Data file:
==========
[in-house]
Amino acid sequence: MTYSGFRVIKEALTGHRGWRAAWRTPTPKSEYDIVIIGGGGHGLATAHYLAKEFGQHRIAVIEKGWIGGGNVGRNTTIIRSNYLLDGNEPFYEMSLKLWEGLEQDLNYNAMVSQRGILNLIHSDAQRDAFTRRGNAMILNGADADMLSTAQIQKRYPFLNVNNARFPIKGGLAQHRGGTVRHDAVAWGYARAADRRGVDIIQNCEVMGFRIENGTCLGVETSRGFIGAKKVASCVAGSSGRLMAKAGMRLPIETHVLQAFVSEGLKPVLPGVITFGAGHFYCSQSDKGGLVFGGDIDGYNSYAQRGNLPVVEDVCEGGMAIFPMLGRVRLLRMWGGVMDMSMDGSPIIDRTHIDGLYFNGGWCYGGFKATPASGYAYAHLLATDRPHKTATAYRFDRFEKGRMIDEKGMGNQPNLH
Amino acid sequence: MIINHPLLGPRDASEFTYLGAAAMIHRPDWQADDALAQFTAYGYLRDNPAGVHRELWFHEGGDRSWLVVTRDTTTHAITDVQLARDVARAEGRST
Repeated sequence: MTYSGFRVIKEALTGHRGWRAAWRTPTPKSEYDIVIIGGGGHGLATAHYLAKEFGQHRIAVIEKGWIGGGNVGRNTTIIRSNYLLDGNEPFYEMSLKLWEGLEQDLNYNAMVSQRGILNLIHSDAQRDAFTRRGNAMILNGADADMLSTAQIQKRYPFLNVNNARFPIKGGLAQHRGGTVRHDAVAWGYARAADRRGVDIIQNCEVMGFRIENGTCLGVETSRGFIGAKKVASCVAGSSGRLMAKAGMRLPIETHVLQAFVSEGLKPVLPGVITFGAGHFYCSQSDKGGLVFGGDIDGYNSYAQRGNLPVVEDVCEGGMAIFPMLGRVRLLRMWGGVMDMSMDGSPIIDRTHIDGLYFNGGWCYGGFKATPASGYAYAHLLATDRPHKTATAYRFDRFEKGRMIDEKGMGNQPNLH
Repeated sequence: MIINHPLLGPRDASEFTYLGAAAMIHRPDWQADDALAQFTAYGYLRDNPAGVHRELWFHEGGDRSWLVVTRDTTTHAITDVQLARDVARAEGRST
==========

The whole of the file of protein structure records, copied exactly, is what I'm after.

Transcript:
[in-house]
Amino acid sequence: MTYSGFRVIKEALTGHRGWRAAWRTPTPKSEYDIVIIGGGGHGLATAHYLAKEFGQHRIAVIEKGWIGGGNVGRNTTIIRSNYLLDGNEPFYEMSLKLWEGLEQDLNYNAMVSQRGILNLIHSDAQRDAFTRRGNAMILNGADADMLSTAQIQKRYPFLNVNNARFPIKGGLAQHRGGTVRHDAVAWGYARAADRRGVDIIQNCEVMGFRIENGTCLGVETSRGFIGAKKVASCVAGSSGRLMAKAGMRLPIETHVLQAFVSEGLKPVLPGVITFGAGHFYCSQSDKGGLVFGGDIDGYNSYAQRGNLPVVEDVCEGGMAIFPMLGRVRLLRMWGGVMDMSMDGSPIIDRTHIDGLYFNGGWCYGGFKATPASGYAYAHLLATDRPHKTATAYRFDRFEKGRMIDEKGMGNQPNLH
Amino acid sequence: MIINHPLLGPRDASEFTYLGAAAMIHRPDWQADDALAQFTAYGYLRDNPAGVHRELWFHEGGDRSWLVVTRDTTTHAITDVQLARDVARAEGRST
Repeated sequence: MTYSGFRVIKEALTGHRGWRAAWRTPTPKSEYDIVIIGGGGHGLATAHYLAKEFGQHRIAVIEKGWIGGGNVGRNTTIIRSNYLLDGNEPFYEMSLKLWEGLEQDLNYNAMVSQRGILNLIHSDAQRDAFTRRGNAMILNGADADMLSTAQIQKRYPFLNVNNARFPIKGGLAQHRGGTVRHDAVAWGYARAADRRGVDIIQNCEVMGFRIENGTCLGVETSRGFIGAKKVASCVAGSSGRLMAKAGMRLPIETHVLQAFVSEGLKPVLPGVITFGAGHFYCSQSDKGGLVFGGDIDGYNSYAQRGNLPVVEDVCEGGMAIFPMLGRVRLLRMWGGVMDMSMDGSPIIDRTHIDGLYFNGGWCYGGFKATPASGYAYAHLLATDRPHKTATAYRFDRFEKGRMIDEKGMGNQPNLH
Repeated sequence: MIINHPLLGPRDASEFTYLGAAAMIHRPDWQADDALAQFTAYGYLRDNPAGVHRELWFHEGGDRSWLVVTRDTTTHAITDVQLARDVARAEGRST